The Other Side of the Panopticon: Technology, Archives, and the Difficulty of Seeing Victorian Heterotopias

Jo Guldi

Abstract


Can digital methods resolve major debates in the historiography of political agency? In recent decades, historical scholarship in British politics has identified an era of expert rule at the cost of seemingly losing the thread of successful movements from below after 1815. The talk will outline the failures of the linguistic turn and the subsequent return of British social history back to the state. An emerging consensus now describes an era of modern expert rule characterized by the state’s presence in every domain of everyday life, including infrastructure, public health, crime, poverty, and housing. Historians in this tradition routinely describe Britain 1848 as a nation where the subaltern features chiefly as the subject of surveillance, management, and repression. Much more rarely do these stories successfully describe subalterns after 1848 as political actors in their own right. Political historians are thus challenged by questions first raised by Karl Polanyi, Michel Foucault, and Jurgen Habermas. Is the hegemonic power of the state in the modern world complete? Where can one find evidence of structural or continuous resistance? Successfully identifying agency from below demands a redefinition of political agency and new methodologies for sorting the masses of texts opened up for mining by the digital era. Such questions require us to excavate methodologies from late nineteenth-century philosophers of language like Ernst Cassirer, mid-century geographers like Peter Gould, scholars of mobile structure like E. J. Hobsbawn, and anarchist writers like Colin Ward. These methods, I shall argue, foreground the potential of language mining for identifying spaces of emergent publics where agency from below has been expressed over the long duree.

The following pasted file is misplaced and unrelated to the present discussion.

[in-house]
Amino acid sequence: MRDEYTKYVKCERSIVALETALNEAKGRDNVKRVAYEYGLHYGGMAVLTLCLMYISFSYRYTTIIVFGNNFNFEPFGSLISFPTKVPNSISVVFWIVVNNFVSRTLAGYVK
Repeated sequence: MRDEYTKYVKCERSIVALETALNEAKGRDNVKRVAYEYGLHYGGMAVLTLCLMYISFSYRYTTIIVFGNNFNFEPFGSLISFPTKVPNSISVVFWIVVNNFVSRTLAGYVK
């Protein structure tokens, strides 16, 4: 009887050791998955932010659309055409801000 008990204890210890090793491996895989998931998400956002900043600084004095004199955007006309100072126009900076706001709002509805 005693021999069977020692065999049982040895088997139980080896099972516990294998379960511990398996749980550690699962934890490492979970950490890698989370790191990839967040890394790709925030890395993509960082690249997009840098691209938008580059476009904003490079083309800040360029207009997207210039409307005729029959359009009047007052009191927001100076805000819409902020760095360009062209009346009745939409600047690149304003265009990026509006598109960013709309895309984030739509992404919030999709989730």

Applied to digital texts, landscape methods can enhance the depth and breadth of research on alternative agency. A program for digital research is presented, together with a database on the heterotopias of late nineteenth-century London, designed to highlight the spatiality of state surveillance, the land reform movement, theosophists, slumming, sexual and ethnic subcultures, bohemia, and hobohemia. Preliminary maps of places named in the database will be presented in conjunction with a discussion of how such a method might address larger historiographical concerns.


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